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Speech Recognition in Education: Unexploited Opportunities

Approximately 98 Percent-plus Accuracy? Most everybody in the speech industry has heard vendor claims of 95-98 percent-plus speech recognition accuracy. These claims, if slightly qualified, are undeniably true. In fact, using a good quality microphone in a quiet test environment, I have repeatedly obtained 100 percent speech recognition accuracy with several of the major ASR engines.
By Walter Rolandi - Posted Apr 26, 2005
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Approximately 98 Percent-plus Accuracy….
Most everybody in the speech industry has heard vendor claims of 95-98 percent-plus speech recognition accuracy.   These claims, if slightly qualified, are undeniably true.  In fact, using a good quality microphone in a quiet test environment, I have repeatedly obtained 100 percent speech recognition accuracy with several of the major ASR engines.

Detractors of speech recognition technologies might object, however.  They might argue that under real-world telephony conditions, recognition accuracy hovers between 84 and 88 percent.   And while less impressive than 98 percent-plus, in a well-designed application, recognition rates in the mid-80s are usually acceptable.

What's the Problem?
What contributes to the slip in recognition accuracy?  To list a few: cell phones, speakerphones, and prompts that prompt unanticipated out-of-grammar utterances and large grammars.   These factors, among others, can have detrimental effects on real-world telephony-based speech recognition accuracy rates.   VUI designers accept these things as matters of fact and typically seek to compensate for any recognition shortcomings by using industry best practices and special design tactics. 

An Interesting Opportunity
Shortcomings notwithstanding, current speech recognition technologies are capable of supporting tremendous advances in computer-based training (CBT) applications.   Speech recognition affords particularly interesting opportunities because it can provide the means to interactively evaluate the utterances of a learner on several educational dimensions (more on this later).   Heretofore, this level of intelligent feedback necessitated human intervention.

Another item of interest is that most of the factors that degrade speech recognition accuracy would not be present in an educational environment.  In fact, it is easy to imagine a non-telephony-based speech recognition teaching-machine application that always prompts for very specific utterances and never has more than a few items in its grammars at a given time.   Such an environment would be devoid of cell phone and speakerphone problems, non-specific prompts and the problems associated with large and highly tolerant grammars.   This basic approach would be particularly effective in learning tasks that require memorization.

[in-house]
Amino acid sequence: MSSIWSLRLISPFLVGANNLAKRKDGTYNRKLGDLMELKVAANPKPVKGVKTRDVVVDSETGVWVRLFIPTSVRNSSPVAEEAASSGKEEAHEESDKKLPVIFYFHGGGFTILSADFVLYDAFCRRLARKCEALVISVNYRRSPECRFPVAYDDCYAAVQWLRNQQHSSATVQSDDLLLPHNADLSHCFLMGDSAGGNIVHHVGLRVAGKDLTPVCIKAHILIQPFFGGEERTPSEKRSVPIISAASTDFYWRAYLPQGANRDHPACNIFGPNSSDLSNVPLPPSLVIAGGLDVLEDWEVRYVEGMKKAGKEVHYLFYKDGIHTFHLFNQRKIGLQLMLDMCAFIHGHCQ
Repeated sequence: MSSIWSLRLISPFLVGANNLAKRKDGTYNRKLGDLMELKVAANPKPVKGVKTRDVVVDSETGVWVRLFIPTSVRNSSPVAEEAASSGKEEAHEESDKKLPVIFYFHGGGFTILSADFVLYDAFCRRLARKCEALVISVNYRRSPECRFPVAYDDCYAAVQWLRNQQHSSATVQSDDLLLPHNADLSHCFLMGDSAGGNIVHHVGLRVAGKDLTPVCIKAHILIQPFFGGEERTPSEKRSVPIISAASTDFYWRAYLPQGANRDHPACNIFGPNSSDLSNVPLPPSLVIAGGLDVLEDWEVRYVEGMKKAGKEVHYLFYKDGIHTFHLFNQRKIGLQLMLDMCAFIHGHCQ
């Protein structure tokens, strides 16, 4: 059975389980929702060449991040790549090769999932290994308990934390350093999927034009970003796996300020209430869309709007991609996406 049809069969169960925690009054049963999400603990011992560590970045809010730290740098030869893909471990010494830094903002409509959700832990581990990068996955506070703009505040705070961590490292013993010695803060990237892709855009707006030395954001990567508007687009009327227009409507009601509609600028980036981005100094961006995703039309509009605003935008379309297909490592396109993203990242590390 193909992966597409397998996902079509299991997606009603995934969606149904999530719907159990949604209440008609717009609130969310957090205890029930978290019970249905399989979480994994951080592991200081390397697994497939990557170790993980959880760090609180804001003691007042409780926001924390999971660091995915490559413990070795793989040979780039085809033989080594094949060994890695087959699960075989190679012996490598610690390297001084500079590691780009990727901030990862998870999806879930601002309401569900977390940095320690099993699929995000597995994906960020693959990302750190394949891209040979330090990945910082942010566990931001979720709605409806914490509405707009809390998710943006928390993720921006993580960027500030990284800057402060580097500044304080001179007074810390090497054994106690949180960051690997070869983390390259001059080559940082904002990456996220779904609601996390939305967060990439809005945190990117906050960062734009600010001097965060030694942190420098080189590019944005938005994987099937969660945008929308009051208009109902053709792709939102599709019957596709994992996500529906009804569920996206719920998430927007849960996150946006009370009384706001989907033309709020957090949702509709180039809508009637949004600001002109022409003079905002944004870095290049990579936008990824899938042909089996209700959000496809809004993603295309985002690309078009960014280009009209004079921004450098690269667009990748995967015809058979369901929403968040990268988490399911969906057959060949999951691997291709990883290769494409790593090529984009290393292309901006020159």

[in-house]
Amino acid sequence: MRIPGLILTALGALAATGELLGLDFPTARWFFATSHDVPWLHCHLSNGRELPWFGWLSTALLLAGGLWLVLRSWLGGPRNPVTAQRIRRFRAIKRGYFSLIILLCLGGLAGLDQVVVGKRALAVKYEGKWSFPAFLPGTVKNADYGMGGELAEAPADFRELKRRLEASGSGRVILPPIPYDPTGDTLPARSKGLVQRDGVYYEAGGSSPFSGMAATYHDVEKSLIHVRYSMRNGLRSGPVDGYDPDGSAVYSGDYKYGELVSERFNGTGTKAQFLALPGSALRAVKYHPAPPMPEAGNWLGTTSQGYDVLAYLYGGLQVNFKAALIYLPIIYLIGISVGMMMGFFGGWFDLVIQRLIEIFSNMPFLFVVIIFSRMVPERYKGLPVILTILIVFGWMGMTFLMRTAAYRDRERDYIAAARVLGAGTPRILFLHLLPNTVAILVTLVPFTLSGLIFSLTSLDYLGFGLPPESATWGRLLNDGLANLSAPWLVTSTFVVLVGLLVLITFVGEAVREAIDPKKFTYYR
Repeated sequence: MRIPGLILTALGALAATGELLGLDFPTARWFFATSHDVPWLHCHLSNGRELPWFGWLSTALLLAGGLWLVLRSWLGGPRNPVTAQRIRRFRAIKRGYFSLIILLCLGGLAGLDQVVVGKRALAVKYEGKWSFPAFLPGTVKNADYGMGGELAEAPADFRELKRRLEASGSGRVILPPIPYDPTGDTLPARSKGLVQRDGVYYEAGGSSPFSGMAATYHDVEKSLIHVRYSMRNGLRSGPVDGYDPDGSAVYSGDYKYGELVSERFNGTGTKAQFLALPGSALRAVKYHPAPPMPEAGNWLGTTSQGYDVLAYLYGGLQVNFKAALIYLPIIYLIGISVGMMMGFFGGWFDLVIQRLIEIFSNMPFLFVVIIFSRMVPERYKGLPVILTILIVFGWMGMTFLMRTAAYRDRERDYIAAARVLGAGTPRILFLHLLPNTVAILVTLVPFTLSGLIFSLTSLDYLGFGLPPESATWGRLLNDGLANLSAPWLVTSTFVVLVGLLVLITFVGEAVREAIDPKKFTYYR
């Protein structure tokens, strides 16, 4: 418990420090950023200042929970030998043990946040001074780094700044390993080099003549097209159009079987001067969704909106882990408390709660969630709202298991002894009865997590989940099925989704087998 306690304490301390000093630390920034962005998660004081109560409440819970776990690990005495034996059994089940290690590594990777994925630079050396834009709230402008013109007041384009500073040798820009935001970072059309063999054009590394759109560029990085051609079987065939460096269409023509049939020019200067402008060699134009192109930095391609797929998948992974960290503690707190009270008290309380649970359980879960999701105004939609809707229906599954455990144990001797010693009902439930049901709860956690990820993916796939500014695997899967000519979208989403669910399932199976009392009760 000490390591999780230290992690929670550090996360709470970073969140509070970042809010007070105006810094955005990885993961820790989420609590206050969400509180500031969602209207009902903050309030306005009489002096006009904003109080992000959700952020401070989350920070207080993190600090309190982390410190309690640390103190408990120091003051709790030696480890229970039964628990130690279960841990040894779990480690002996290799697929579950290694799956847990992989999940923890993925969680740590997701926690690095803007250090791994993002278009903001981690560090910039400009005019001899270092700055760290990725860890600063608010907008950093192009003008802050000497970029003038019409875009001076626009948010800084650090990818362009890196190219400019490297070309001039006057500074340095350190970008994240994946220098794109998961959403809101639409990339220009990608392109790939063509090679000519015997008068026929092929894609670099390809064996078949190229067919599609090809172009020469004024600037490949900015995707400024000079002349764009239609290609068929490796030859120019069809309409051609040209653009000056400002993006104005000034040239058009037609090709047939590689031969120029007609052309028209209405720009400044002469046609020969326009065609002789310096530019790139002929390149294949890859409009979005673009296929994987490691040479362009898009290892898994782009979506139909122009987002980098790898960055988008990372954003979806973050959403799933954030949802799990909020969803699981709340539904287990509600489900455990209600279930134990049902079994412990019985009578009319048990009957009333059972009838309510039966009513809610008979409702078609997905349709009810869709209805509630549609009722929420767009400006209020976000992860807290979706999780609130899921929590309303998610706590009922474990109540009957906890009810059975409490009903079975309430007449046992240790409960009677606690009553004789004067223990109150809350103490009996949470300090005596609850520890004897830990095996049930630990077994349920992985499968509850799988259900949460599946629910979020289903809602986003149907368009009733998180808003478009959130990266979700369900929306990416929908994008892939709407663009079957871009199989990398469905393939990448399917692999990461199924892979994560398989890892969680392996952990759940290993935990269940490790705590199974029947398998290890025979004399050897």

An Italian Lesson
Let's explore a specific example.  An important, if tedious, part of learning a foreign language is rote memorization.   Historically, students have used flashcard-type methods to present things like vocabulary words.  Each word basically serves as a stimulus for the desired response.  For instance, a student studying Italian might be presented with the written English word "dog" and be expected to respond with the Italian equivalent, "il cane" (pronounced,  "eel con-nay"). 

Learning to associate text in one language with text in another language is fine, but that ability has relatively little to do with conversational competence in the target language.    Among many other things, language learners must master basic pronunciation.   After all, what is the use of associating the text "dog" with the text "il cane" if you think "il cane" should sound like "ill Cain"?

The Human Touch?
In order to teach proper pronunciation, you need the ability to compare the similarity of a learner's utterance to that of a native or model speaker.  Let's say that a human tutor asks a student, "How do you say 'dog' in Italian?" and the student, making his best effort, replies, "ill Cain."   The student's response is associatively correct.  Its form or pronunciation is, however, unacceptable.   Seeking to encourage the student's best effort, a good tutor might nod his approval, while simultaneously repeating the answer in its appropriate pronunciation, "eel con-nay."   The student would then note the dissimilarity of his pronunciation in comparison to that of the tutor, repeat the correct pronunciation, and advance forward.

When a Disadvantage Becomes an Advantage
I strongly suspect that the role of the tutor above could be automated in a well-designed instructional application.  Modeling the basic dialog and turn taking should not pose any particular challenges and I suspect that dynamically adjusting the ASR engine's certainty factor value could be used to shape near-native pronunciations.

Normally, as the ASR engine's certainty factor setting increases, so does the risk of falsely rejecting an in-grammar utterance.   But this apparent disadvantage could actually be a powerful advantage in an application designed to teach proper pronunciation to a student of foreign languages.

While research has already been conducted in this basic area (the FLUENCY project at the Language Technologies Institute at Carnegie Mellon University, for example), the potential for using speech technologies in educational applications remains a tremendous and unexploited opportunity.

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